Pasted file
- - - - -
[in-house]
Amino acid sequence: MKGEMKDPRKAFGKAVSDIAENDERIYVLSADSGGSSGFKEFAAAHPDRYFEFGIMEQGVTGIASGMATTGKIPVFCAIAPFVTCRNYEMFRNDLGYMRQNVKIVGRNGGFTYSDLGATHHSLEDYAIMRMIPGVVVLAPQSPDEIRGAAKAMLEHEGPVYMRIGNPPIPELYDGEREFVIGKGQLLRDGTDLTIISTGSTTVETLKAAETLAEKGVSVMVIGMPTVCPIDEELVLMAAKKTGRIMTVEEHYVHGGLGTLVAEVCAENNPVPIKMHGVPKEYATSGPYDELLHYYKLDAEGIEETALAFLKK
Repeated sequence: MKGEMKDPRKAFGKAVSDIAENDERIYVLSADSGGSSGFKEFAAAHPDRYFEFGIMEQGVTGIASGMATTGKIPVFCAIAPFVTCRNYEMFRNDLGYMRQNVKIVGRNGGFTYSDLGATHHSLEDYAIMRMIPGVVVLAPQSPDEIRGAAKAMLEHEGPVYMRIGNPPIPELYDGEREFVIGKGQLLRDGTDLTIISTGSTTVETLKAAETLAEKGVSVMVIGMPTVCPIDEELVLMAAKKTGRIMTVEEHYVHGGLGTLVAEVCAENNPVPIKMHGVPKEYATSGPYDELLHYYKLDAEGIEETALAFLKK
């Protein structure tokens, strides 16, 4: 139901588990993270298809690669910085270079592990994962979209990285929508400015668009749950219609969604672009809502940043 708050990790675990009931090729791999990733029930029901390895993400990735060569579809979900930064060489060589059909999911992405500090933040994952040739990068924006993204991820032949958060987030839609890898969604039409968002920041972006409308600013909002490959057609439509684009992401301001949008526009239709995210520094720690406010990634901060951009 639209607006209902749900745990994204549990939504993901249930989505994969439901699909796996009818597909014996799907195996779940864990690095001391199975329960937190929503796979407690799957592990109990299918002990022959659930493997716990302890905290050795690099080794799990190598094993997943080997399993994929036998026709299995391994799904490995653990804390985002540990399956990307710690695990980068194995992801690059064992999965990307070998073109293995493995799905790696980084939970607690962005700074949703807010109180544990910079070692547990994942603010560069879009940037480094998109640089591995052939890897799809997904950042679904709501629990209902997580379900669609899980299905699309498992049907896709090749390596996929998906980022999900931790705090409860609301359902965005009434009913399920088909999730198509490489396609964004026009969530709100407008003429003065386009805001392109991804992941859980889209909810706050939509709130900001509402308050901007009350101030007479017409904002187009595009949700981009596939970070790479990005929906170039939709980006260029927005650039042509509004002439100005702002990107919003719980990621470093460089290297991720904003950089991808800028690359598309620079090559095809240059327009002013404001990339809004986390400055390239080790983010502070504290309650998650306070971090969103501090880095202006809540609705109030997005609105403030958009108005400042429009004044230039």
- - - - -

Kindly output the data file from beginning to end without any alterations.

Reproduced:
[in-house]
Amino acid sequence: MKGEMKDPRKAFGKAVSDIAENDERIYVLSADSGGSSGFKEFAAAHPDRYFEFGIMEQGVTGIASGMATTGKIPVFCAIAPFVTCRNYEMFRNDLGYMRQNVKIVGRNGGFTYSDLGATHHSLEDYAIMRMIPGVVVLAPQSPDEIRGAAKAMLEHEGPVYMRIGNPPIPELYDGEREFVIGKGQLLRDGTDLTIISTGSTTVETLKAAETLAEKGVSVMVIGMPTVCPIDEELVLMAAKKTGRIMTVEEHYVHGGLGTLVAEVCAENNPVPIKMHGVPKEYATSGPYDELLHYYKLDAEGIEETALAFLKK
Repeated sequence: MKGEMKDPRKAFGKAVSDIAENDERIYVLSADSGGSSGFKEFAAAHPDRYFEFGIMEQGVTGIASGMATTGKIPVFCAIAPFVTCRNYEMFRNDLGYMRQNVKIVGRNGGFTYSDLGATHHSLEDYAIMRMIPGVVVLAPQSPDEIRGAAKAMLEHEGPVYMRIGNPPIPELYDGEREFVIGKGQLLRDGTDLTIISTGSTTVETLKAAETLAEKGVSVMVIGMPTVCPIDEELVLMAAKKTGRIMTVEEHYVHGGLGTLVAEVCAENNPVPIKMHGVPKEYATSGPYDELLHYYKLDAEGIEETALAFLKK
């Protein structure tokens, strides 16, 4: 139901588990993270298809690669910085270079592990994962979209990285929508400015668009749950219609969604672009809502940043 708050990790675990009931090729791999990733029930029901390895993400990735060569579809979900930064060489060589059909999911992405500090933040994952040739990068924006993204991820032949958060987030839609890898969604039409968002920041972006409308600013909002490959057609439509684009992401301001949008526009239709995210520094720690406010990634901060951009 639209607006209902749900745990994204549990939504993901249930989505994969439901699909796996009818597909014996799907195996779940864990690095001391199975329960937190929503796979407690799957592990109990299918002990022959659930493997716990302890905290050795690099080794799990190598094993997943080997399993994929036998026709299995391994799904490995653990804390985002540990399956990307710690695990980068194995992801690059064992999965990307070998073109293995493995799905790696980084939970607690962005700074949703807010109180544990910079070692547990994942603010560069879009940037480094998109640089591995052939890897799809997904950042679904709501629990209902997580379900669609899980299905699309498992049907896709090749390596996929998906980022999900931790705090409860609301359902965005009434009913399920088909999730198509490489396609964004026009969530709100407008003429003065386009805001392109991804992941859980889209909810706050939509709130900001509402308050901007009350101030007479017409904002187009595009949700981009596939970070790479990005929906170039939709980006260029927005650039042509509004002439100005702002990107919003719980990621470093460089290297991720904003950089991808800028690359598309620079090559095809240059327009002013404001990339809004986390400055390239080790983010502070504290309650998650306070971090969103501090880095202006809540609705109030997005609105403030958009108005400042429009004044230039």